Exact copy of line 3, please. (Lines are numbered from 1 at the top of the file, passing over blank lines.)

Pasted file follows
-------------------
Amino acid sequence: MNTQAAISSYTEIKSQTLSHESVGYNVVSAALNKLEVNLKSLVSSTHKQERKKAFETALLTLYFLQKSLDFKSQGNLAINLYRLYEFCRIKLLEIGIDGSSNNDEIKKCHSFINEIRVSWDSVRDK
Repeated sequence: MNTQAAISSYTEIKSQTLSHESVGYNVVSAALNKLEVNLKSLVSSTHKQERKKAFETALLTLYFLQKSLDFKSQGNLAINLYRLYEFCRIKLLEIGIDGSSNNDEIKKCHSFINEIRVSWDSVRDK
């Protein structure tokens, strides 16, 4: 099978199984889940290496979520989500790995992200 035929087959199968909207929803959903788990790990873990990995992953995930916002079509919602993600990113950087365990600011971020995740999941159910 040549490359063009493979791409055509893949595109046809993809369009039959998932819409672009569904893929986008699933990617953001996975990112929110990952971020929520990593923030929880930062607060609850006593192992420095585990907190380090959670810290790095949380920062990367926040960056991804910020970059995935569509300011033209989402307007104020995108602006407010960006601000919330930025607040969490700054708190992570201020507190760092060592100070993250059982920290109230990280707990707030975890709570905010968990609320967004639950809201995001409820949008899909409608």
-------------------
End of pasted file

């Protein structure tokens, strides 16, 4: 099978199984889940290496979520989500790995992200 035929087959199968909207929803959903788990790990873990990995992953995930916002079509919602993600990113950087365990600011971020995740999941159910 040549490359063009493979791409055509893949595109046809993809369009039959998932819409672009569904893929986008699933990617953001996975990112929110990952971020929520990593923030929880930062607060609850006593192992420095585990907190380090959670810290790095949380920062990367926040960056991804910020970059995935569509300011033209989402307007104020995108602006407010960006601000919330930025607040969490700054708190992570201020507190760092060592100070993250059982920290109230990280707990707030975890709570905010968990609320967004639950809201995001409820949008899909409608």